Africa Field Keeper Talk

Today at the Zoo

There is always fun to be had at Nashville Zoo.

Besides roaming our trails, grabbing a bite to eat, embarking on a guided tourtaking a spin on the carousel, feeding the lorikeets, and petting the goats - we have a variety of keeper talks and animal feedings scheduled weekly. 

Here you will find our daily schedule of activities. Scheduled events and activities are subject to change, so please be sure to check the schedules prior to your visit.


Africa Field Keeper Talk

07/15/2019, 2:30 PM to 2:45 PM

Weekly on Monday

Africa Field Overlook, near Train map


Africa field is home to several species including Ostrich, Eland, Bontebok, and other antelope species. 

The ostrich is the largest flightless bird in the world. They can run about 40 miles an hour covering 10-16 feet with a single stride. The ostrich will often use their wings as rudders to help change direction quickly while running. Ostriches will live in groups of about 12 birds. All the females of the group will place their eggs in the nest of the dominant female. A single ostrich egg is equivalent to 24 chicken eggs! Ostriches can often be found around other grazing animals like antelope and zebras. Ostriches have great eyesight and will often alert other animals of predators in the area. It is myth that ostriches head their heads in the sand. They will put their necks close to the ground to try and hide from predators, from a distance it appears that their head is in the sand.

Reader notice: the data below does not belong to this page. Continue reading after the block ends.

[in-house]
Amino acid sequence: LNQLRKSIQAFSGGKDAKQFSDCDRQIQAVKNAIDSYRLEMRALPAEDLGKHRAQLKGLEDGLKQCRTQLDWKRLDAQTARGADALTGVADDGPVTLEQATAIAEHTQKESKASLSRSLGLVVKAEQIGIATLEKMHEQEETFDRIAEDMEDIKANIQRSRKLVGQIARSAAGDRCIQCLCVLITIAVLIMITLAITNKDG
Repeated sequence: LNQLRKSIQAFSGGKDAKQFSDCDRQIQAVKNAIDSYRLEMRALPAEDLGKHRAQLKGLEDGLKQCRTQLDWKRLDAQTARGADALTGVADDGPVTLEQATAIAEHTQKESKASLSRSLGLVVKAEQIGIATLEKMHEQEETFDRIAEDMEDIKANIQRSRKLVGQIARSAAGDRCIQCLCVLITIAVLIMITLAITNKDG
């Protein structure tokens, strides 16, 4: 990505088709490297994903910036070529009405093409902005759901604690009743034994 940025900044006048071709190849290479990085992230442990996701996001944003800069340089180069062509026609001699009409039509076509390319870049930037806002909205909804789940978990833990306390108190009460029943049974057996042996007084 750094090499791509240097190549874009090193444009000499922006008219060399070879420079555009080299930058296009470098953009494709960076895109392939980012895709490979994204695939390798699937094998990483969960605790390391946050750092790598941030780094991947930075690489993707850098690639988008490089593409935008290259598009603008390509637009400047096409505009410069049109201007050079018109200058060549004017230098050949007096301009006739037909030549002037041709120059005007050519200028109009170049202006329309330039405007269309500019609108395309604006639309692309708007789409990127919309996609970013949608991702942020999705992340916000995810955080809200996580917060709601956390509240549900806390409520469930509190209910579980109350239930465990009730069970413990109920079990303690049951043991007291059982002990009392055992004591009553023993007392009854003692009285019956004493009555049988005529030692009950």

Eland are one of the largest hooved animals in the world. They are very adaptable animals with the ability to live in all environments except deserts, forests, and swamps. They are some of the slowest antelope, running only 25 miles per hour. Eland will live in herds of up to 25. There may be more than one male but only the dominant male will have access to females for breeding. Calves are born after a 9 month gestation period and hide after they are born for protection. 

The bontebok was nearly extinct in the wild but the creation of Bontebok National Park and breeding on game farms led to the current population of over 2,000 existing throughout southern Africa. Their current conservation status includes the closely related blesbok of which 250,000 exist. They graze during the day on grasses in small groups of about 10. Males will mark their territory with dung and participate in challenge rituals with neighboring males. Both males and females will grow horns.